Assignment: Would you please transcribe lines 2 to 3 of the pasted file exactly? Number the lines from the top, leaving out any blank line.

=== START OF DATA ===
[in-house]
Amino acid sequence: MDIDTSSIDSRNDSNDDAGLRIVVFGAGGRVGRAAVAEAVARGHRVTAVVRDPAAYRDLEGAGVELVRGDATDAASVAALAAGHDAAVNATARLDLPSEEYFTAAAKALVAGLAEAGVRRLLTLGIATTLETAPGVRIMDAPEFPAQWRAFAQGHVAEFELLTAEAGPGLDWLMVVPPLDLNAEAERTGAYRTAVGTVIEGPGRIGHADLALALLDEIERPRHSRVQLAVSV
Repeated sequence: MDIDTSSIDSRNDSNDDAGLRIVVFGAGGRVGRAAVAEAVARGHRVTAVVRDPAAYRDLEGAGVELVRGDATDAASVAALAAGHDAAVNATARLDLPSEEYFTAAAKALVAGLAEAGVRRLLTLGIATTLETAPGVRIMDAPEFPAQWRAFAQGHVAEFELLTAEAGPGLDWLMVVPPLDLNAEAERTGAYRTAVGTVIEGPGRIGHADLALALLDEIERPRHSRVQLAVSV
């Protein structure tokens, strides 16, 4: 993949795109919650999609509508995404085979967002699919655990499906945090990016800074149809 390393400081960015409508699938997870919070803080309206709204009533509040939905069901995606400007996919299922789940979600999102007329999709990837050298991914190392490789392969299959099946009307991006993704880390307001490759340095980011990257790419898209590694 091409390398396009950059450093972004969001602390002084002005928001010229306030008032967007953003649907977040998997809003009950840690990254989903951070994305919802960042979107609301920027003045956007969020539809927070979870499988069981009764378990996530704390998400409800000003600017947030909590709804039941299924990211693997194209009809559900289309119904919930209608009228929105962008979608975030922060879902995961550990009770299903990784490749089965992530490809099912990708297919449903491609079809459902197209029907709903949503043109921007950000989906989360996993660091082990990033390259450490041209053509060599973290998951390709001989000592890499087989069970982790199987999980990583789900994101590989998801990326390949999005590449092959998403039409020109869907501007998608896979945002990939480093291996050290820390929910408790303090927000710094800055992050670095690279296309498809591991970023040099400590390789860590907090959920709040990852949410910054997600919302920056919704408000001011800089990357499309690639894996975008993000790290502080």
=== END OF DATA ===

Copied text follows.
Amino acid sequence: MDIDTSSIDSRNDSNDDAGLRIVVFGAGGRVGRAAVAEAVARGHRVTAVVRDPAAYRDLEGAGVELVRGDATDAASVAALAAGHDAAVNATARLDLPSEEYFTAAAKALVAGLAEAGVRRLLTLGIATTLETAPGVRIMDAPEFPAQWRAFAQGHVAEFELLTAEAGPGLDWLMVVPPLDLNAEAERTGAYRTAVGTVIEGPGRIGHADLALALLDEIERPRHSRVQLAVSV
Repeated sequence: MDIDTSSIDSRNDSNDDAGLRIVVFGAGGRVGRAAVAEAVARGHRVTAVVRDPAAYRDLEGAGVELVRGDATDAASVAALAAGHDAAVNATARLDLPSEEYFTAAAKALVAGLAEAGVRRLLTLGIATTLETAPGVRIMDAPEFPAQWRAFAQGHVAEFELLTAEAGPGLDWLMVVPPLDLNAEAERTGAYRTAVGTVIEGPGRIGHADLALALLDEIERPRHSRVQLAVSV